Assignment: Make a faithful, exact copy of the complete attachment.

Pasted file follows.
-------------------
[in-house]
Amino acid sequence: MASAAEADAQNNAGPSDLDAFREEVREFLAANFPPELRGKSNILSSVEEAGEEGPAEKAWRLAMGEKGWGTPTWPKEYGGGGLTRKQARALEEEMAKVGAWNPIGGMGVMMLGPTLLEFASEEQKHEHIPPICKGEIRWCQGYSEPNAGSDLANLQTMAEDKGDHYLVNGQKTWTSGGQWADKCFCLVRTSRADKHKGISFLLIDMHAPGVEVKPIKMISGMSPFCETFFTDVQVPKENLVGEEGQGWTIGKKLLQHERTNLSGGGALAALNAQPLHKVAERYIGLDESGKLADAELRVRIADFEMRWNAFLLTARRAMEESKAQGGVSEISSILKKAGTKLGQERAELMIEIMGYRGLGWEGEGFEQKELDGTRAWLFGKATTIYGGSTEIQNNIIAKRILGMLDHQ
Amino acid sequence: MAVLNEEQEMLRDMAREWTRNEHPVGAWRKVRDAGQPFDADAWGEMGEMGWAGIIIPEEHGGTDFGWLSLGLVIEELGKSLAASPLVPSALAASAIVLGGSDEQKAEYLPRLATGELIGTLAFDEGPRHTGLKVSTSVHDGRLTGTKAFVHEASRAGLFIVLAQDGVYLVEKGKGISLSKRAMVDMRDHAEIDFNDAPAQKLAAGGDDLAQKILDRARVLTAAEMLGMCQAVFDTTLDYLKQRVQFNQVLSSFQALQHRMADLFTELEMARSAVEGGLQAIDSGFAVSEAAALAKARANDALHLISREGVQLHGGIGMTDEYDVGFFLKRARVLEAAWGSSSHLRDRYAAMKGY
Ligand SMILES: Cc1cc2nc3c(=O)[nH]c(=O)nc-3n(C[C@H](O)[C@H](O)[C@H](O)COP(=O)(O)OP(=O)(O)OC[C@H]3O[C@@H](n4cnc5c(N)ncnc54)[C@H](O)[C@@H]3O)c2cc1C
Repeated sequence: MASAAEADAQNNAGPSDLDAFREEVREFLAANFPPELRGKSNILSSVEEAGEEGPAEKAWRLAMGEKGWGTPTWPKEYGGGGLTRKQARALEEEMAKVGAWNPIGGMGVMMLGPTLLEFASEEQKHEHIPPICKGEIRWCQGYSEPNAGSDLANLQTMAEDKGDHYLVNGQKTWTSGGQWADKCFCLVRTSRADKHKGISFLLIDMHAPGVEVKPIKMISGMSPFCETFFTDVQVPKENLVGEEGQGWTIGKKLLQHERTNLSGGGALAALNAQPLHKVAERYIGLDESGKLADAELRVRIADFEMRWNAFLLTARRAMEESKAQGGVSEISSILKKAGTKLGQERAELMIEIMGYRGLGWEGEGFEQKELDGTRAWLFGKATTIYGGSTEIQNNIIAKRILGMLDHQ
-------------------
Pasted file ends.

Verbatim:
[in-house]
Amino acid sequence: MASAAEADAQNNAGPSDLDAFREEVREFLAANFPPELRGKSNILSSVEEAGEEGPAEKAWRLAMGEKGWGTPTWPKEYGGGGLTRKQARALEEEMAKVGAWNPIGGMGVMMLGPTLLEFASEEQKHEHIPPICKGEIRWCQGYSEPNAGSDLANLQTMAEDKGDHYLVNGQKTWTSGGQWADKCFCLVRTSRADKHKGISFLLIDMHAPGVEVKPIKMISGMSPFCETFFTDVQVPKENLVGEEGQGWTIGKKLLQHERTNLSGGGALAALNAQPLHKVAERYIGLDESGKLADAELRVRIADFEMRWNAFLLTARRAMEESKAQGGVSEISSILKKAGTKLGQERAELMIEIMGYRGLGWEGEGFEQKELDGTRAWLFGKATTIYGGSTEIQNNIIAKRILGMLDHQ
Amino acid sequence: MAVLNEEQEMLRDMAREWTRNEHPVGAWRKVRDAGQPFDADAWGEMGEMGWAGIIIPEEHGGTDFGWLSLGLVIEELGKSLAASPLVPSALAASAIVLGGSDEQKAEYLPRLATGELIGTLAFDEGPRHTGLKVSTSVHDGRLTGTKAFVHEASRAGLFIVLAQDGVYLVEKGKGISLSKRAMVDMRDHAEIDFNDAPAQKLAAGGDDLAQKILDRARVLTAAEMLGMCQAVFDTTLDYLKQRVQFNQVLSSFQALQHRMADLFTELEMARSAVEGGLQAIDSGFAVSEAAALAKARANDALHLISREGVQLHGGIGMTDEYDVGFFLKRARVLEAAWGSSSHLRDRYAAMKGY
Ligand SMILES: Cc1cc2nc3c(=O)[nH]c(=O)nc-3n(C[C@H](O)[C@H](O)[C@H](O)COP(=O)(O)OP(=O)(O)OC[C@H]3O[C@@H](n4cnc5c(N)ncnc54)[C@H](O)[C@@H]3O)c2cc1C
Repeated sequence: MASAAEADAQNNAGPSDLDAFREEVREFLAANFPPELRGKSNILSSVEEAGEEGPAEKAWRLAMGEKGWGTPTWPKEYGGGGLTRKQARALEEEMAKVGAWNPIGGMGVMMLGPTLLEFASEEQKHEHIPPICKGEIRWCQGYSEPNAGSDLANLQTMAEDKGDHYLVNGQKTWTSGGQWADKCFCLVRTSRADKHKGISFLLIDMHAPGVEVKPIKMISGMSPFCETFFTDVQVPKENLVGEEGQGWTIGKKLLQHERTNLSGGGALAALNAQPLHKVAERYIGLDESGKLADAELRVRIADFEMRWNAFLLTARRAMEESKAQGGVSEISSILKKAGTKLGQERAELMIEIMGYRGLGWEGEGFEQKELDGTRAWLFGKATTIYGGSTEIQNNIIAKRILGMLDHQ